Melanie Finn’s novel The Hare interrogates the complicated, often messy aesthetics of modern womanhood.
Rosie is guileless, yearning, and eighteen when she submits a delicate self-portrait as part of a lark application to Parsons; because Parsons cannot “appreciate Rosie’s complete lack of irony,” she is admitted on scholarship. This luck helps her to escape her grandmother’s boarding house, but releases her to drift in New York City instead.
In New York, wandering the galleries of MoMA in search of her artistic voice, Rosie becomes the perfect bait for Bennett: older, from old money, and dedicated to his grifts. Bound by the shared secret of a shape they hit on a dark highway and by a baby that neither anticipated, Bennett and Rosie spiral into increasingly perilous situations. She winds up in an unheated Vermont hovel, without money or survival skills, but with a kind neighbor, Billy, to help her earn both; he ends up in prison.
Though the novel situates itself in domains considered to be the exclusive space of WASPy men, it is entirely about Rosie: the abuses that shaped her, the hunger she cannot sate, her need to belong, and her slow self-realization. The girl who was too crippled by doubt to make art becomes a woman who provides for herself from the larder of the land, who raises a child on her own, and who is capable of brutal self-defense; her transformation is moving. Still, some of Rosie’s later conflicts are gratuitous ancillaries to her story, present most to force Rosie to opine on social topics; in particular, her initially resentful reaction toward a transwoman weighs down her otherwise buoyant pursuit of self.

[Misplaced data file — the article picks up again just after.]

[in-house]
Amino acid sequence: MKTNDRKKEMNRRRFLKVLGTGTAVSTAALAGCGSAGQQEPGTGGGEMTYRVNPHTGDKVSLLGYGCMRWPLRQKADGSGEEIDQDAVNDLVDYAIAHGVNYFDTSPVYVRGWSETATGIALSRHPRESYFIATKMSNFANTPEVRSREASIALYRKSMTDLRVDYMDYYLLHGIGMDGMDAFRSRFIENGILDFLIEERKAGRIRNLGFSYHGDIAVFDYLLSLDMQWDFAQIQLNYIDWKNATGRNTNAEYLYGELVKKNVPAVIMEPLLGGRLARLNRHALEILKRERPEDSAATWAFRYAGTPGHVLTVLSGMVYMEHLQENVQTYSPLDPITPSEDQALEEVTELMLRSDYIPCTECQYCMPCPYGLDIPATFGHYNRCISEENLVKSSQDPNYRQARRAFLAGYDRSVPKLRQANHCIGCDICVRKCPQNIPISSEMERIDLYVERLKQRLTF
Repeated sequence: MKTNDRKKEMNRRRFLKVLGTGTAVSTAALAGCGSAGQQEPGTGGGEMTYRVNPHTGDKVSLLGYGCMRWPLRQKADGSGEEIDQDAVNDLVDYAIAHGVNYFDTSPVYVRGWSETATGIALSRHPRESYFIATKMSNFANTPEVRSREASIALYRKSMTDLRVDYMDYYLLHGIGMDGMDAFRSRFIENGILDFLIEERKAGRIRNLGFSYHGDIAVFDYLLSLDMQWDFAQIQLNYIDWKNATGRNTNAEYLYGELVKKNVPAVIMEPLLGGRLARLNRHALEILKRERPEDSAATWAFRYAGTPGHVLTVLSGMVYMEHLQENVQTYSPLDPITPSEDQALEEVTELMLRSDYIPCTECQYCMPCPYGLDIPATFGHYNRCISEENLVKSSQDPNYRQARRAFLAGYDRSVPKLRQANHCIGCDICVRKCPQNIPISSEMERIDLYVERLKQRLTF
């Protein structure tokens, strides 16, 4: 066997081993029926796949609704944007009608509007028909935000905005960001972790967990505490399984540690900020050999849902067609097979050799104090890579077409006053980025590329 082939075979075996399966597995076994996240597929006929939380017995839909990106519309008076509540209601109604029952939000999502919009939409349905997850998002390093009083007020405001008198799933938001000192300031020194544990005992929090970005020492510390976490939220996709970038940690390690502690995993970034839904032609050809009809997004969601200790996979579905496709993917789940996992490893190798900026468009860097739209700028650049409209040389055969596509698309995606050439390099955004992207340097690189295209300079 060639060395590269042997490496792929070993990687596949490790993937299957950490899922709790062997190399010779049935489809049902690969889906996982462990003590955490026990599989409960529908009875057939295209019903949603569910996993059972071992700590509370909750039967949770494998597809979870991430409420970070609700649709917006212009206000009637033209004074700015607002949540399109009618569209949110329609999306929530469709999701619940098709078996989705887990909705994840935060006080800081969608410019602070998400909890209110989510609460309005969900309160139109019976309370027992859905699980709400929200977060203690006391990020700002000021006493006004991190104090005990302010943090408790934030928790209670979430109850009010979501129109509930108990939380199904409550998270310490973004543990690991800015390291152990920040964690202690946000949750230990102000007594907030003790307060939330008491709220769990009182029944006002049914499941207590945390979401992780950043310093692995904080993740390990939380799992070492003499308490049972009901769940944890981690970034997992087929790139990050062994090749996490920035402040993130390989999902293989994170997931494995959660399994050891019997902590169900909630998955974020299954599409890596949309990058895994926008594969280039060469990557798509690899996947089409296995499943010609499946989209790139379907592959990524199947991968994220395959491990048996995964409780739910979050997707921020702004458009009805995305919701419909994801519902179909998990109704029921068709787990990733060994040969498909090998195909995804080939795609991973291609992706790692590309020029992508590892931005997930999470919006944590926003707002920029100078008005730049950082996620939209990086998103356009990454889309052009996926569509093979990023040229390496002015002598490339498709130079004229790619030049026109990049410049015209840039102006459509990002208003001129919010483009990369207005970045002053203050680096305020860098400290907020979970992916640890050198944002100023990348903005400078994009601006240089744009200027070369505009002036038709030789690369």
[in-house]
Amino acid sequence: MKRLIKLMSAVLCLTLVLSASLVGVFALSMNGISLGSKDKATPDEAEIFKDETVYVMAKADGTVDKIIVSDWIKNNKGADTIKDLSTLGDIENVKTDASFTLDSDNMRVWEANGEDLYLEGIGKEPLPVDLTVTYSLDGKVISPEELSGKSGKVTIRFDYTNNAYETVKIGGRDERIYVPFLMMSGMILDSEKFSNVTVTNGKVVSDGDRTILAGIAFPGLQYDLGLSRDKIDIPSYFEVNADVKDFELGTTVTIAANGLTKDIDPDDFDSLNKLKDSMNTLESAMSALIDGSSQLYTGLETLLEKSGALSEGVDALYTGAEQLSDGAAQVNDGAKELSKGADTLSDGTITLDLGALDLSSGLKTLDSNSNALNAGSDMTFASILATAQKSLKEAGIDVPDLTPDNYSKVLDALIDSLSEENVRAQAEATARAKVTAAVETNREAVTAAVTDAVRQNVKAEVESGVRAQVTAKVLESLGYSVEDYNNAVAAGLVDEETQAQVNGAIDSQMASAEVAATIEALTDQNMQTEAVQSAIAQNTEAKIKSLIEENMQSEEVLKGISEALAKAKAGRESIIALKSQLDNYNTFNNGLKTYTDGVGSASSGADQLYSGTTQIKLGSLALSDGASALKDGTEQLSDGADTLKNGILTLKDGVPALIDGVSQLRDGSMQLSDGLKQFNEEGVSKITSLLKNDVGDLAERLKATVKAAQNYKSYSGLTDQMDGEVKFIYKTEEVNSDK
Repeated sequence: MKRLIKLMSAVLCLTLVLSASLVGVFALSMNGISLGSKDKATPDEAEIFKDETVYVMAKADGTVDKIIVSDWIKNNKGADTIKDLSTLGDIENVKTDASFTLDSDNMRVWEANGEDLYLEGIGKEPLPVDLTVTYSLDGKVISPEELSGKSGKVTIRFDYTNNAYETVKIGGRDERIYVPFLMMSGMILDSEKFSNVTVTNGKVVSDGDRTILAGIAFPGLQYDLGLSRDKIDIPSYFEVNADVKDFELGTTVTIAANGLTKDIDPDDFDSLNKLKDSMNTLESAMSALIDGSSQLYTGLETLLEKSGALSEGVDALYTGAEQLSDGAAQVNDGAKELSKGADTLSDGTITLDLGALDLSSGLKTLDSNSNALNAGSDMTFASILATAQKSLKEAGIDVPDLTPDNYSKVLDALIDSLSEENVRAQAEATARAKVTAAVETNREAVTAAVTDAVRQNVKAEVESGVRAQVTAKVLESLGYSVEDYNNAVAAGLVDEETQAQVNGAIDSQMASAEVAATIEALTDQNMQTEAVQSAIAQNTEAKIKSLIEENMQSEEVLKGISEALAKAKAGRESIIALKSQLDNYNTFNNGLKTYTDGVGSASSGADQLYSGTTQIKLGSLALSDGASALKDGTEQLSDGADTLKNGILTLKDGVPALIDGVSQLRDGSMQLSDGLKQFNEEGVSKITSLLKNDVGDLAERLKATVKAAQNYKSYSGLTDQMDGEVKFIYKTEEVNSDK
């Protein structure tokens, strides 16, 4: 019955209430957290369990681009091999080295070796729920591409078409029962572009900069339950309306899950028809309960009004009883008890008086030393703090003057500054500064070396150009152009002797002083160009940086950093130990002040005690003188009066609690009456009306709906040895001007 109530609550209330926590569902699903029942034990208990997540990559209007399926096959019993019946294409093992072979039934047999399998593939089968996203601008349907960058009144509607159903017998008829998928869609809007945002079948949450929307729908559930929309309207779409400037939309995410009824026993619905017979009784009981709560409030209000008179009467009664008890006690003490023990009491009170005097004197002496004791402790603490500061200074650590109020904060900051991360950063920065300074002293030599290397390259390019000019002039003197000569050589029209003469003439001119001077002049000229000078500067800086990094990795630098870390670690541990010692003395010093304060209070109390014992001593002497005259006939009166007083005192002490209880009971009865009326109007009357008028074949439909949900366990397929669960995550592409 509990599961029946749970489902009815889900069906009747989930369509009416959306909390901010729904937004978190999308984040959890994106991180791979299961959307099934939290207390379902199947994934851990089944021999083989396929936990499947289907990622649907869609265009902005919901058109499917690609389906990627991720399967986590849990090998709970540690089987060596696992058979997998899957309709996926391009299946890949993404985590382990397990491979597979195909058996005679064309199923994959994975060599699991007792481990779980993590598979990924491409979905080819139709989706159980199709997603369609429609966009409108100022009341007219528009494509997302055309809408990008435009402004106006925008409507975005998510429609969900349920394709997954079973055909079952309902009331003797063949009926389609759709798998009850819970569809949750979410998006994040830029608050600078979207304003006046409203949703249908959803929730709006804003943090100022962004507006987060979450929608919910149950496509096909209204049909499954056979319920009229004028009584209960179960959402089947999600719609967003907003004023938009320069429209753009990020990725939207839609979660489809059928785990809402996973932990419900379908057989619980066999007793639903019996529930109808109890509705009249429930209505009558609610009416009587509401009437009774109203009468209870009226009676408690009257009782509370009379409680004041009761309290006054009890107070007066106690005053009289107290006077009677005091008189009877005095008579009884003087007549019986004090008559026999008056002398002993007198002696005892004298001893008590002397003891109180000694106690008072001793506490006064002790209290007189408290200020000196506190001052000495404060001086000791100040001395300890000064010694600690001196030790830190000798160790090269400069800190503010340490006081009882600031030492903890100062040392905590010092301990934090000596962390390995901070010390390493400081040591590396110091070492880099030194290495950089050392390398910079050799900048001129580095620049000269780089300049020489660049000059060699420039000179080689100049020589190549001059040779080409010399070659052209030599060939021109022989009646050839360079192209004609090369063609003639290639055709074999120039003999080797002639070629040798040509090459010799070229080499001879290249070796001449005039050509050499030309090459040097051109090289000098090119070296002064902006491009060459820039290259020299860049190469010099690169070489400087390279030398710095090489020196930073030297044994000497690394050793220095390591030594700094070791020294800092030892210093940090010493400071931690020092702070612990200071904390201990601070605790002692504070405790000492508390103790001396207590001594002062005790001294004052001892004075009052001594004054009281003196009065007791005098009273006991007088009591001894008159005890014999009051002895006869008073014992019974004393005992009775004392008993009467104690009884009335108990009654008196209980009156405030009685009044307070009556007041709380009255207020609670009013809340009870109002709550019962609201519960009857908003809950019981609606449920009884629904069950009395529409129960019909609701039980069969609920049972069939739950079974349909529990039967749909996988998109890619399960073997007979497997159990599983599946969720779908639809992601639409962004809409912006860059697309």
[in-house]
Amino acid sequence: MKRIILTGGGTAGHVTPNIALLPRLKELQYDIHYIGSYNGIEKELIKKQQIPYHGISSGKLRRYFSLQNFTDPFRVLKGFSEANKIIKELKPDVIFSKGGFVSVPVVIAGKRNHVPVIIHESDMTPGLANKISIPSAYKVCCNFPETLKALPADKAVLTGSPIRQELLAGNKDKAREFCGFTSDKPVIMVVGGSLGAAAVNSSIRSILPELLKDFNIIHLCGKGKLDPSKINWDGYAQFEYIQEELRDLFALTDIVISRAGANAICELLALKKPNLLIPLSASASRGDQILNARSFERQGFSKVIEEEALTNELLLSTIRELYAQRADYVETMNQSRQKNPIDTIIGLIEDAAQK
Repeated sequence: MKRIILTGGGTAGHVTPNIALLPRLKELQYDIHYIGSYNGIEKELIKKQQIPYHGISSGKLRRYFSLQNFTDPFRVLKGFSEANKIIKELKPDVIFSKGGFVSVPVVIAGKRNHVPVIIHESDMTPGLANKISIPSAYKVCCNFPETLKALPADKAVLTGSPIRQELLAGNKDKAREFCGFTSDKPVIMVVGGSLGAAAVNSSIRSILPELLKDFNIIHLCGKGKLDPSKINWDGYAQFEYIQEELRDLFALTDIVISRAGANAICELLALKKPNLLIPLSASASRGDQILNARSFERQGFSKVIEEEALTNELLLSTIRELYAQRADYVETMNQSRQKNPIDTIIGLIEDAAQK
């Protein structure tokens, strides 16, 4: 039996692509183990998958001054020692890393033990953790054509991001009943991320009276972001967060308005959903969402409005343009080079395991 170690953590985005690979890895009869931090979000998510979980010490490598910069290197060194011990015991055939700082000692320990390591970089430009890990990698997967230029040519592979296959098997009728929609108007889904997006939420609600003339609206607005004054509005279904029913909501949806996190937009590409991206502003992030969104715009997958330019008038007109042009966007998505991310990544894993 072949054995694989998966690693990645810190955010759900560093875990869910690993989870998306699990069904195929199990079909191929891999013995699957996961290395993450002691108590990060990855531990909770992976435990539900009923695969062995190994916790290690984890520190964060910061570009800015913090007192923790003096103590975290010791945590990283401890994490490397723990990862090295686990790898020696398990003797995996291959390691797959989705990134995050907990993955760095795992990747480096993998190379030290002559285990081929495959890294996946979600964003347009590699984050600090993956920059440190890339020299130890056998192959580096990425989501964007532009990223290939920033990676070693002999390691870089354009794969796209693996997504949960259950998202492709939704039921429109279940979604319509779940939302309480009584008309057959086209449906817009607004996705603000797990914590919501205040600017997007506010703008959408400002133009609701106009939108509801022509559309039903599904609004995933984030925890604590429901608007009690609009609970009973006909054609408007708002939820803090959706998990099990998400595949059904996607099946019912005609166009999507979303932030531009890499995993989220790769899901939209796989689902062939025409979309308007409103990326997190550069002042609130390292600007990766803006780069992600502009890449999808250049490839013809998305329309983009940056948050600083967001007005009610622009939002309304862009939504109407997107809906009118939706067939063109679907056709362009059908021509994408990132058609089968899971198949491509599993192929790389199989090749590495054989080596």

The Hare is a bold and authentic novel concerned with the time-consuming, socially defiant, and brutal work of women’s self-actualization.
Michelle Anne Schingler
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